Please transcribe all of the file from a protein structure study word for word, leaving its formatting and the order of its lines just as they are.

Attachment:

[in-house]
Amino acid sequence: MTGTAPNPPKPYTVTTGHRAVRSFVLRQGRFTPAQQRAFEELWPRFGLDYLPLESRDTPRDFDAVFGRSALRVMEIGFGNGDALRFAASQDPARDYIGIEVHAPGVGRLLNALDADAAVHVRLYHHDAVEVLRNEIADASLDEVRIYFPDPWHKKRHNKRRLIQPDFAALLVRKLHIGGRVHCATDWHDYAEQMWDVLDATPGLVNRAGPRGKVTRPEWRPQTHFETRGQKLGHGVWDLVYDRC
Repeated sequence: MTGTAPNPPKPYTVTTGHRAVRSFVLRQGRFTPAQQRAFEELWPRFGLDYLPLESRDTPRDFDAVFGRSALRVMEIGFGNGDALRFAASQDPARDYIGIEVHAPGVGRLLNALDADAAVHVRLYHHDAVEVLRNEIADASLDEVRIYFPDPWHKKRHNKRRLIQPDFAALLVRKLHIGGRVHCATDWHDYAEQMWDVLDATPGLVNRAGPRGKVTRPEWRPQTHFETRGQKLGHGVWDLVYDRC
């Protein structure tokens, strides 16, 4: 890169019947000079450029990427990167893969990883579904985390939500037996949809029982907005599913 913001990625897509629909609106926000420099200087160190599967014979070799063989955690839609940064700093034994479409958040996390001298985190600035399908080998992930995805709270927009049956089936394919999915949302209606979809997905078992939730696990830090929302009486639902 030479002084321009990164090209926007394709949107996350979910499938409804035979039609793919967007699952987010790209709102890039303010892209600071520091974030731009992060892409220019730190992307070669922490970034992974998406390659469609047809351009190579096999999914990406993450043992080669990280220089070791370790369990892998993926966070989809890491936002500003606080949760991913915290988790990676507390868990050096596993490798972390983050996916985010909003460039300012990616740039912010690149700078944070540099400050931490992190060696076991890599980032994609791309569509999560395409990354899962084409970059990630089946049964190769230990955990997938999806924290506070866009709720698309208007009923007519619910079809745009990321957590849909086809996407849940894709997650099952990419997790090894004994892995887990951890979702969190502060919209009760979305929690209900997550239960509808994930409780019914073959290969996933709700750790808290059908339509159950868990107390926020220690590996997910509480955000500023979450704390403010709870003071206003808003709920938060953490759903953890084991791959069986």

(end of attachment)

[in-house]
Amino acid sequence: MTGTAPNPPKPYTVTTGHRAVRSFVLRQGRFTPAQQRAFEELWPRFGLDYLPLESRDTPRDFDAVFGRSALRVMEIGFGNGDALRFAASQDPARDYIGIEVHAPGVGRLLNALDADAAVHVRLYHHDAVEVLRNEIADASLDEVRIYFPDPWHKKRHNKRRLIQPDFAALLVRKLHIGGRVHCATDWHDYAEQMWDVLDATPGLVNRAGPRGKVTRPEWRPQTHFETRGQKLGHGVWDLVYDRC
Repeated sequence: MTGTAPNPPKPYTVTTGHRAVRSFVLRQGRFTPAQQRAFEELWPRFGLDYLPLESRDTPRDFDAVFGRSALRVMEIGFGNGDALRFAASQDPARDYIGIEVHAPGVGRLLNALDADAAVHVRLYHHDAVEVLRNEIADASLDEVRIYFPDPWHKKRHNKRRLIQPDFAALLVRKLHIGGRVHCATDWHDYAEQMWDVLDATPGLVNRAGPRGKVTRPEWRPQTHFETRGQKLGHGVWDLVYDRC
């Protein structure tokens, strides 16, 4: 890169019947000079450029990427990167893969990883579904985390939500037996949809029982907005599913 913001990625897509629909609106926000420099200087160190599967014979070799063989955690839609940064700093034994479409958040996390001298985190600035399908080998992930995805709270927009049956089936394919999915949302209606979809997905078992939730696990830090929302009486639902 030479002084321009990164090209926007394709949107996350979910499938409804035979039609793919967007699952987010790209709102890039303010892209600071520091974030731009992060892409220019730190992307070669922490970034992974998406390659469609047809351009190579096999999914990406993450043992080669990280220089070791370790369990892998993926966070989809890491936002500003606080949760991913915290988790990676507390868990050096596993490798972390983050996916985010909003460039300012990616740039912010690149700078944070540099400050931490992190060696076991890599980032994609791309569509999560395409990354899962084409970059990630089946049964190769230990955990997938999806924290506070866009709720698309208007009923007519619910079809745009990321957590849909086809996407849940894709997650099952990419997790090894004994892995887990951890979702969190502060919209009760979305929690209900997550239960509808994930409780019914073959290969996933709700750790808290059908339509159950868990107390926020220690590996997910509480955000500023979450704390403010709870003071206003808003709920938060953490759903953890084991791959069986």